I notice some people arguing that singular they has been traced back to 1375. They would quote the Oxford English Dictionary, on the entry on They:

  1. In anaphoric reference to a singular noun or pronoun. Use of they to refer to a singular antecedent has sometimes been considered erroneous.

a. With an antecedent that is grammatically singular, but refers collectively to the members of a group, or has universal reference (e.g. each person, everyone, nobody). Sometimes, but not always, used to avoid having to specify the gender(s) of the individual(s) being referred to; cf. sense A. 2b.
a1375 (▸c1350) William of Palerne (1867) l. 2179 Hastely hiȝed eche wiȝt..til þei neyȝþed so neiȝh..þere william & his worþi lef were liand i-fere.
c1450 (▸?c1400) Three Kings Cologne (Cambr. Ee.4.32) (1886) 6 Noman was hardy in all þat countrey to sette aȝens hem, for drede þat þey hadde of hem.
1548 Hall's Vnion: Henry VIII f. lxxxv Euery one visered himselfe, so that they were vnknowen. 1698 A. Boyer & J. Savage tr. P. Le Lorrain de Vallemont in T. Hearne Ductor Historicus I. ii. iv. 130 Leaving every Body to their liberty of believing what they pleas'd.
1749 H. Fielding Tom Jones III. viii. xi. 251 Every Body fell a laughing, as how could they help it. View more context for this quotation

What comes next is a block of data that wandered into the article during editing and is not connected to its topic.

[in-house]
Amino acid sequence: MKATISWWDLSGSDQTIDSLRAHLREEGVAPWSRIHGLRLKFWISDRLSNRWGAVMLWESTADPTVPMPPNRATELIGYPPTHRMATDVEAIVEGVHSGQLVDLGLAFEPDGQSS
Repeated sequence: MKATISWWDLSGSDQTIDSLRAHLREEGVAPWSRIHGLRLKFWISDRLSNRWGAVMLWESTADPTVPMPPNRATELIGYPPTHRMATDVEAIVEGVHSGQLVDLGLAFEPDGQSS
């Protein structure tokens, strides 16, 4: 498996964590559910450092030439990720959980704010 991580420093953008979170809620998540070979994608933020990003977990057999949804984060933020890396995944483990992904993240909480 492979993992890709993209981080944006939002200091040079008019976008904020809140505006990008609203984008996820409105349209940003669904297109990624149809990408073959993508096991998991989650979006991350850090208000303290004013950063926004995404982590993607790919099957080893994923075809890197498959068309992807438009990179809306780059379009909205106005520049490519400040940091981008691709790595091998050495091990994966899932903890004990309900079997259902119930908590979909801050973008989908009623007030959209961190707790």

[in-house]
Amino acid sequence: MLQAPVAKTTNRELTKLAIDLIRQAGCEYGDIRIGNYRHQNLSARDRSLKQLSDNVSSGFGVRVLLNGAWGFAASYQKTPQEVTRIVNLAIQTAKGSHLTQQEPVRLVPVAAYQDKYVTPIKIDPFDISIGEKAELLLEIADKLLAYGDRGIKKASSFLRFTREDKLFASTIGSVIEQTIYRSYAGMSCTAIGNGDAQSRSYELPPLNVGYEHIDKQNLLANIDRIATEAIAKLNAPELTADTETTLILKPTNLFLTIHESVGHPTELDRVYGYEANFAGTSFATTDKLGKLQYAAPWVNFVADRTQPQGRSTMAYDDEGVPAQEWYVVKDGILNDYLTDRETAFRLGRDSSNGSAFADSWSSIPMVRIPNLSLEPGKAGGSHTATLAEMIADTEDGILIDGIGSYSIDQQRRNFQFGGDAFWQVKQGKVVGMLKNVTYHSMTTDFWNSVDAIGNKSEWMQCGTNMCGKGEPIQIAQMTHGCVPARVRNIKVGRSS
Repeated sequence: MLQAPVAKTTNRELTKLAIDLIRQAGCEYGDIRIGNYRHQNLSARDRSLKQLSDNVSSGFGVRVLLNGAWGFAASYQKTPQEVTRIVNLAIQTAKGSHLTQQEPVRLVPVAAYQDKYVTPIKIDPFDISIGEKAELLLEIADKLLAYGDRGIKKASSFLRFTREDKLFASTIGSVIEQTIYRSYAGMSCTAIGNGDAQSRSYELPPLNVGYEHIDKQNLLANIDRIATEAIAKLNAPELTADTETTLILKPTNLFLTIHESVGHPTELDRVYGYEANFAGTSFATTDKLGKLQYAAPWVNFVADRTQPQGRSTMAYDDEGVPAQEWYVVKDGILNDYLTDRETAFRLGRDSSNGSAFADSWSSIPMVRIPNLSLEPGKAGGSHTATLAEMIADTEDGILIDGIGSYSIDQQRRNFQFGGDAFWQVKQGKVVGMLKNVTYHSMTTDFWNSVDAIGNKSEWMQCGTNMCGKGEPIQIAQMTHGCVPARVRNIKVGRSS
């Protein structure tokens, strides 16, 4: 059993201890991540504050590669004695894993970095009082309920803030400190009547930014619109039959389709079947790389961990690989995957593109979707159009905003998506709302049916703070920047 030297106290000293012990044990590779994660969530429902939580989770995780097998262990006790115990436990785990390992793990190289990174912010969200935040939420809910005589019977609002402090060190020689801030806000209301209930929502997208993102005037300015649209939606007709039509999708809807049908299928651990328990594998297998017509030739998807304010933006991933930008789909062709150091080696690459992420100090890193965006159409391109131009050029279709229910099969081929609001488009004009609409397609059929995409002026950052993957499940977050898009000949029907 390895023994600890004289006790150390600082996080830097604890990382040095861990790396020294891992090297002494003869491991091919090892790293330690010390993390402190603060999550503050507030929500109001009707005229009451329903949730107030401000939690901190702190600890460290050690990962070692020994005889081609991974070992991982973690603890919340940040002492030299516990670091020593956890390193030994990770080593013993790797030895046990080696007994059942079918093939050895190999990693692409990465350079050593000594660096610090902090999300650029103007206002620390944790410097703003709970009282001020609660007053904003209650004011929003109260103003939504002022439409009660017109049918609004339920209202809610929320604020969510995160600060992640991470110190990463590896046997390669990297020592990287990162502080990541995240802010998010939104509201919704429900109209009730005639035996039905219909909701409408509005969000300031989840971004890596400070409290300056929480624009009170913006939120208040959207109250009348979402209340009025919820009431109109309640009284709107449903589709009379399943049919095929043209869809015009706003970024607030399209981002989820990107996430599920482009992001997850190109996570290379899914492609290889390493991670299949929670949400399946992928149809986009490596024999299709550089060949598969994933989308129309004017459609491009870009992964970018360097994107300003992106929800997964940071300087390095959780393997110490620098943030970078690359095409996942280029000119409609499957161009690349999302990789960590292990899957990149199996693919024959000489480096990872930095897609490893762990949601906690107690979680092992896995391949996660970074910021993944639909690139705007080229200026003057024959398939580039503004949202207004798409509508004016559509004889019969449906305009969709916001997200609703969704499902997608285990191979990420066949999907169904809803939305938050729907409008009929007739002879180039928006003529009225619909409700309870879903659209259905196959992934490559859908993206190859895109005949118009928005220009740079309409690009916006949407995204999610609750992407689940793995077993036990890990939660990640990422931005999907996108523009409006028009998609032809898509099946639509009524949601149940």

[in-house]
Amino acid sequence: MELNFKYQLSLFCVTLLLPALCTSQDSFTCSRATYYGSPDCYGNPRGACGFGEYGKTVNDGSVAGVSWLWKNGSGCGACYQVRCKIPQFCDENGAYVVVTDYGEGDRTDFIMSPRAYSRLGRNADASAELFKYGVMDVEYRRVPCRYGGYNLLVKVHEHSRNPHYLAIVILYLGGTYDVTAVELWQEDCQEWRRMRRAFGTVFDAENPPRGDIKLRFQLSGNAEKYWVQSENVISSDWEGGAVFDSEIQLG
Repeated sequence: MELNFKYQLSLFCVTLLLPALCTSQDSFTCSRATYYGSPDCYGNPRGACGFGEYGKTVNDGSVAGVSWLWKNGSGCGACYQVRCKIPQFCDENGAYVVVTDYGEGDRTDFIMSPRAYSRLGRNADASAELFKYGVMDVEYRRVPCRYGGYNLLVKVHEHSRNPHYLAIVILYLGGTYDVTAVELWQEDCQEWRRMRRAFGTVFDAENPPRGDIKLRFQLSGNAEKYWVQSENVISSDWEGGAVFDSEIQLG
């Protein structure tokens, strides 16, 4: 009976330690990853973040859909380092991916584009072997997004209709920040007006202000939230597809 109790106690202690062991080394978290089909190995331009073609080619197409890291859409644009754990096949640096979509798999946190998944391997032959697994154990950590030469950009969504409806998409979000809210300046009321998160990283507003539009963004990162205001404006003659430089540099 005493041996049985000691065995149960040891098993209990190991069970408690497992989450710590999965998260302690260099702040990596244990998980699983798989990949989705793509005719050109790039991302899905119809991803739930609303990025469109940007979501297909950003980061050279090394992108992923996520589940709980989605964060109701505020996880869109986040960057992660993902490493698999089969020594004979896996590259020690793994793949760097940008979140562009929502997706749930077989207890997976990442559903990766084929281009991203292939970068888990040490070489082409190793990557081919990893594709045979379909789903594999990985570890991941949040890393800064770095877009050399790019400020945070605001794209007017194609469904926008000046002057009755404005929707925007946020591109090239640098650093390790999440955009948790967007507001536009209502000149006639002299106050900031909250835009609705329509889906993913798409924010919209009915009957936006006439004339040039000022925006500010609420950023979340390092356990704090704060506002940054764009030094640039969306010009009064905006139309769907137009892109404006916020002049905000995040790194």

1858 W. Bagehot in National Rev. Oct. 476 Nobody fancies for a moment that they are reading about any thing beyond the pale of ordinary propriety.
1874 G. W. Dasent Half a Life 3 Every one likes to keep it to themselves as long as they can.
1955 Househ. Guide & Almanac (News of World) 211/1 Everybody can make good pastry if they have the ‘know-how.’
2014 Dalby (Queensland) Herald (Nexis) 21 Oct. 16 Each member [of the women's touch football team] found something they could improve on in the future.

But all of these examples are not singular they. They are using everyone, everybody and each as collective, for the group. Some English professors would find this wrong, but I think this is not completely wrong, in case we assume everyone as collective. It becomes a trick question, and even English stackexchange answers don't give any substantial evidence for their assertions. Those examples can easily be discarded as bogus, to find cultural and historical support of the oxymoron "singular they".

However, nouns- anyone, no one are unambiguously singular, and they cannot receive the plural pronoun they. The real grammarians call this practice an abomination as they fight to defend and preserve the heritage and history of English as well as the logic in communication in this modern dark age. To quote from the preface of Gwynne’s grammar : the ultimate introduction to grammar and the writing of good English, originally published 2013, London:

Throughout the history of the English language up until the last few decades, the pronoun “he,” when referring to an unnamed person, has been used to include both sexes. In other words, it has been used for two purposes: to refer to a member of the male sex in particular and to a member of the human race of either sex. In Britain at least, the second use was never considered remotely inappropriate or uncomfortable—female speakers and authors used it in this general sense without hesitation or objection....